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Daytrip: The Beach on Crystal Lake, in Crystal Lake

This past Monday was a rare day when my daughter and I had absolutely nothing planned, from morning til night. I was also feeling in a bit of a funk, and I thought we should shake up our routine. I remembered vaguely hearing last summer that Crystal Lake had a neat new beach, so we headed up Randall Road. Here's what we found, including a funny twist.

Name: Main Beach in Crystal Lake, part of the Crystal Lake Park District. It's located on yep, Crystal Lake.

Location: 300 Lake Shore Drive in Crystal Lake. It took us about 45 minutes to reach the beach from Geneva. 

Looking at on Crystal Lake's Main Beach. Photo by Tara Burghart.Hours: 9 a.m. until dusk daily. Once school is in session, the beach is open from 3 p.m. until dusk. In 2012, the Main Beach opened for the season on May 26. It will close for the season on Monday , Sept. 3. (Check thewebsite for the hours for the smaller West Beach, which lacks concessions and boat rentals.) Note: Make sure the beach is indeed open on the day you're planning to visit. You can call 815-477-5404, or there is a link onthe site if the McHenry County Department of Health has to close the beach for any water quality reasons.  

Amenities: The beach has a large sandy area, a large wooden playground, lots of picnic tables in the shade and a beach house that has two sets of restrooms, showers, benches and hooks. There are no lockers in the beach house, so I locked my valuables in the car, and just took my beach bag and what cash I would need. The concession stand sells chips, ice cream, beverages and candy, as well as pizza slices ($3) and fries ($3.50). (If you are going to be eating a meal at the beach, I'd recommend bringing your own food just because the options for "real" food at the stand are so limited.) A variety of boats are available for rental at $6 an hour, including paddleboats, canoes, rowboats, kayaks and for those who are certified, sailboats at $8 an hour. Animals are prohibited at the beaches. There are a number of lifeguards. You can rent beach chairs and umbrellas, or you can bring your own foldable variety from home, too.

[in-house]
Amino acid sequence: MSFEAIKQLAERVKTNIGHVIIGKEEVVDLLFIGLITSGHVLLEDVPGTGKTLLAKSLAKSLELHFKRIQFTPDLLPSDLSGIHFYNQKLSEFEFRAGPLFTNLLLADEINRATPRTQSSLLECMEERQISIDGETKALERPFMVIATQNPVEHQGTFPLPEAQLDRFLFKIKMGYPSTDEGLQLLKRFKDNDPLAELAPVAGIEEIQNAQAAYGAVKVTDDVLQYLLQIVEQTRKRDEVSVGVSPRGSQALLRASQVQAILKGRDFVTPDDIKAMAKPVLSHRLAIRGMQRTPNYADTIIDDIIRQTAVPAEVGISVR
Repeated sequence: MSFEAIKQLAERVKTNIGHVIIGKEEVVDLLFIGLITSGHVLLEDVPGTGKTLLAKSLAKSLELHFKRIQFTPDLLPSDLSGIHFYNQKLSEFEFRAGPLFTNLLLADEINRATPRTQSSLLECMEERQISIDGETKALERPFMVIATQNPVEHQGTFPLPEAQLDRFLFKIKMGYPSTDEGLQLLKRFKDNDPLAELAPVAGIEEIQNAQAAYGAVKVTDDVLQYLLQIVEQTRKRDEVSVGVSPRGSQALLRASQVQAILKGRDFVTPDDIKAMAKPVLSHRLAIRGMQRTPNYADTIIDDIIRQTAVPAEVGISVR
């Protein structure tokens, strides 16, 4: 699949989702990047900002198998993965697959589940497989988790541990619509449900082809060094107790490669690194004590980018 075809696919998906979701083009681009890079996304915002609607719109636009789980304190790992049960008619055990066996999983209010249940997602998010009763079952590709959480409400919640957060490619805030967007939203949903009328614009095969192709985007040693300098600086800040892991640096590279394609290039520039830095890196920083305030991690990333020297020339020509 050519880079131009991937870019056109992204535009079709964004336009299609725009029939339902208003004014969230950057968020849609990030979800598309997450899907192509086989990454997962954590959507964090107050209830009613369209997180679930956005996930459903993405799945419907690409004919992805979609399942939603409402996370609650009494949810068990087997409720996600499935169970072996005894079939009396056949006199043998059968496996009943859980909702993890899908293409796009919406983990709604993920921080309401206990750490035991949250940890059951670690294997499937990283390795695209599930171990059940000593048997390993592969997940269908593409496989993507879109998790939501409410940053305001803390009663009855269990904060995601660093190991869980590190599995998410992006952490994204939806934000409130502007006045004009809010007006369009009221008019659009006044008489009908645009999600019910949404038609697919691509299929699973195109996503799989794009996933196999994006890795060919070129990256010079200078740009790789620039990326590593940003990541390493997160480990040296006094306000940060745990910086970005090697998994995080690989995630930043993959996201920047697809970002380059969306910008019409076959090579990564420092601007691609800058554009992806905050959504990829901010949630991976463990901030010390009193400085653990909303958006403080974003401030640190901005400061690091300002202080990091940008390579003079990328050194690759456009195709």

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Five Great ... Daytrips from the Fox Valley

For many of you, we've nearly reached the midpoint of spring break. Are you or your kids going stir-crazy? Here are five suggestions for fun daytrips you can do from the Fox Valley, and we didn't even get near Chicago! 

Photo courtesy of the LaSalle Canal Boat.*Starved Rock State Park: The park features 13 miles of trails, waterfalls active in the spring and amazing views. The park is open from 7 a.m. to 9 p.m. Both the park and its parking lots are free. It is located about 60 miles from Geneva.

*Kohl Children's Museum: We love the DuPage Children's Museum in Naperville, but if you're looking for something different, head on up to Glenview for an outing that's all about imaginative play. The museumis located in a gorgeous newer facility on land that used to be occupied by the Naval Air Station Glenview. It's best for children up to 6 or 7 years of age. The museum is about 40 miles from Geneva.

*Burpee Museum of Natural History: This museum is located in Rockford, about 50 miles from Elgin. It is home to Jane, an unusually complete skeleton of a juvenile Tyrannosaurus rex. And while Jane was just 11 when she died, her fossilized skeleton is 21 feet long. The Burpee is right next to the Discovery Center Museum, a hands-on science museum.

*Discovery Zone Park at Deicke Park: This park in Huntley was the one that kicked off the Go West "Great Parks!" series, and I'm not sure it will ever be topped. The Discovery Zone is a play village for toddlers and preschoolers. And while it looks like a junior amusement park, it's all free and part of the Huntley Park District. Huntley is about 23 miles north of St. Charles. Make sure to pack a picnic lunch!

*The Illinois and Michigan Canal: This one has been on my list to explore for a long time, and I hope to finally get there this summer. The canal, which runs along the Illinois and Des Plaines rivers, helped provide the first complete water route from the East Coast to the Gulf of Mexico. It's now used for recreation and features miles of trails, state parks, restored historical sites, wildlife and beautiful landscapes. The canal runs from Channahon west to Seneca. Morris, a town which is located along the trail, is about 32 miles south of Aurora. The LaSalle Canal Boat begins its season in May and runs into October, so this is also a good addition to your summer plans.